Logged-out Icon

NASA astronauts prep for Artemis moonwalks in Arizona desert

The Arizona desert's similarity to the Moon's surface has made it a training ground for lunar exploration since the Apollo era. This recent test, however, marks the most high-fidelity simulation of an Artemis moonwalk mission to date.

NASA astronauts prep for Artemis III moonwalks in Arizona desert

National Aeronautics and Space Administration (NASA) is gearing up for the Artemis missions, aiming to return humans to the Moon’s surface. To prepare astronauts for the challenges of lunar exploration, the space agency recently conducted a week-long field test in Arizona’s San Francisco Volcanic Field, known for its resemblance to the lunar landscape.

Astronauts Kate Rubins and Andre Douglas donned mock spacesuits and ventured into the desert, simulating moonwalks. Their tasks included testing new technologies, evaluating existing hardware, and practicing scientific operations relevant to Artemis missions.

This wasn’t a solo operation. Two integrated teams worked together. The “field team” in Arizona, comprising astronauts, engineers, and specialists, conducted the simulated moonwalks. Meanwhile, a team of flight controllers and scientists at Houston’s Johnson Space Center monitored their activities and provided guidance.

“Field tests play a critical role in helping us test all of the systems, hardware, and technology we’ll need to conduct successful lunar operations during Artemis missions,” said Barbara Janoiko, director for the test.

The week saw four simulated moonwalks mimicking operations planned for Artemis III and beyond, along with six trials of advanced technologies. These included testing heads-up displays with augmented reality features and lighting beacons to help guide astronauts back to their lander.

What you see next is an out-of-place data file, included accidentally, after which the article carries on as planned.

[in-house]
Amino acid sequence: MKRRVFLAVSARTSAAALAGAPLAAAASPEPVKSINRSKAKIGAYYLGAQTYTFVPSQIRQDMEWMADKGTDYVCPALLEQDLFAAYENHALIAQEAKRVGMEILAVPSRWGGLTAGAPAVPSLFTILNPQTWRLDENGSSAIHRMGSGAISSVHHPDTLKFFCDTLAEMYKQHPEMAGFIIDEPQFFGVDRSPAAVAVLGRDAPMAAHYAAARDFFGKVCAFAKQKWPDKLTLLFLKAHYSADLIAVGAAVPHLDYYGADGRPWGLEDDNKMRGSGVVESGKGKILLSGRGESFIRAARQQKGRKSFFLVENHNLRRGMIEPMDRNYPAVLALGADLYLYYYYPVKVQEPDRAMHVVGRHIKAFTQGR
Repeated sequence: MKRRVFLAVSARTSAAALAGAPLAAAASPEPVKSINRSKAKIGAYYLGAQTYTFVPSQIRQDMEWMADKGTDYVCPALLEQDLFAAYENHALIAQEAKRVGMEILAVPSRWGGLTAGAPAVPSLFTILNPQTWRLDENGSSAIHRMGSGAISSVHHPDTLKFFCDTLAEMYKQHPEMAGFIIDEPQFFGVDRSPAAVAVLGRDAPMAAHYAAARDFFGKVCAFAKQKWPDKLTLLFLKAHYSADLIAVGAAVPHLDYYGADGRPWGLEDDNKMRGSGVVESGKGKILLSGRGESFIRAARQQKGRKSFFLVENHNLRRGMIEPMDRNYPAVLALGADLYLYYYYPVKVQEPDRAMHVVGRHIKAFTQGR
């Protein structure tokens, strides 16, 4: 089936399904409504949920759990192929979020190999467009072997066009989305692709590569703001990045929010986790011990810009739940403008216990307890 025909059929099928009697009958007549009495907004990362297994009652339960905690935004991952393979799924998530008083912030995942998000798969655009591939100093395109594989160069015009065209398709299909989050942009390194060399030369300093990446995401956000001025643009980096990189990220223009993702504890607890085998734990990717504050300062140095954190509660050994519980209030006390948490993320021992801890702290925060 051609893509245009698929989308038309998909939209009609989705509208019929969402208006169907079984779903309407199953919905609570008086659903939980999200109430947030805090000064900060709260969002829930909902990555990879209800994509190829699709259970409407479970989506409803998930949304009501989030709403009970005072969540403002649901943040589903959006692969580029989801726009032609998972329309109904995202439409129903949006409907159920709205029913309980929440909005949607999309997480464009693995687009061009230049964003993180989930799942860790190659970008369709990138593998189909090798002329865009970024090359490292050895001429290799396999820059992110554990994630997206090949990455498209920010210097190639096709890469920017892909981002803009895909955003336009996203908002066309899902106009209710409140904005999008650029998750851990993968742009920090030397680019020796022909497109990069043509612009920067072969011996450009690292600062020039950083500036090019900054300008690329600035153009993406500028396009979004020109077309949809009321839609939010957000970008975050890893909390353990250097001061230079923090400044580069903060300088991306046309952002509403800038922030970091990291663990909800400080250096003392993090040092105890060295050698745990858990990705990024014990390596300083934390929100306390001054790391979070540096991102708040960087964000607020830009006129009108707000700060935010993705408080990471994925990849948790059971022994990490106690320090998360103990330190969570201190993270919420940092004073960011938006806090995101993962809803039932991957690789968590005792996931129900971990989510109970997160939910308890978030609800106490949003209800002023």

“During Artemis III, the astronauts will be our science operators on the lunar surface with an entire science team supporting them from here on Earth,” explained Cherie Achilles, science officer for the test. “This simulation gives us an opportunity to practice conducting geology from afar in real time.”

The Arizona desert’s similarity to the Moon’s surface, with its craters, faults, and volcanic features, has made it a training ground for lunar exploration since the Apollo era. This recent test, however, marks the most high-fidelity simulation of an Artemis moonwalk mission to date. Data collected and lessons learned will be used to refine operations for future Artemis missions, technology development efforts, and collaborations with commercial vendors.

Named after the twin sister of Apollo in Greek mythology, Artemis is NASA’s ambitious initiative aimed at returning humans to the Moon. The U.S. space agency launched the Artemis I mission with the gigantic Space Launch System, the most powerful rocket in history, carrying the Orion spacecraft on November 16 2022. NASA concluded its unmanned test mission – Artemis I – after its Orion spacecraft splashed down in the Pacific on December 11, 2022.

Earlier this year,  NASA announced its plans to postpone the Artemis II and Artemis III missions to September 2025 and September 2026, respectively. The delay will allow teams to work through challenges associated with first-time developments, operations, and integration. However, the Artemis IV, the first mission to the Gateway lunar space station, remains on track for 2028, NASA said.

Posts you may like

This website uses cookies to ensure you get the best experience on our website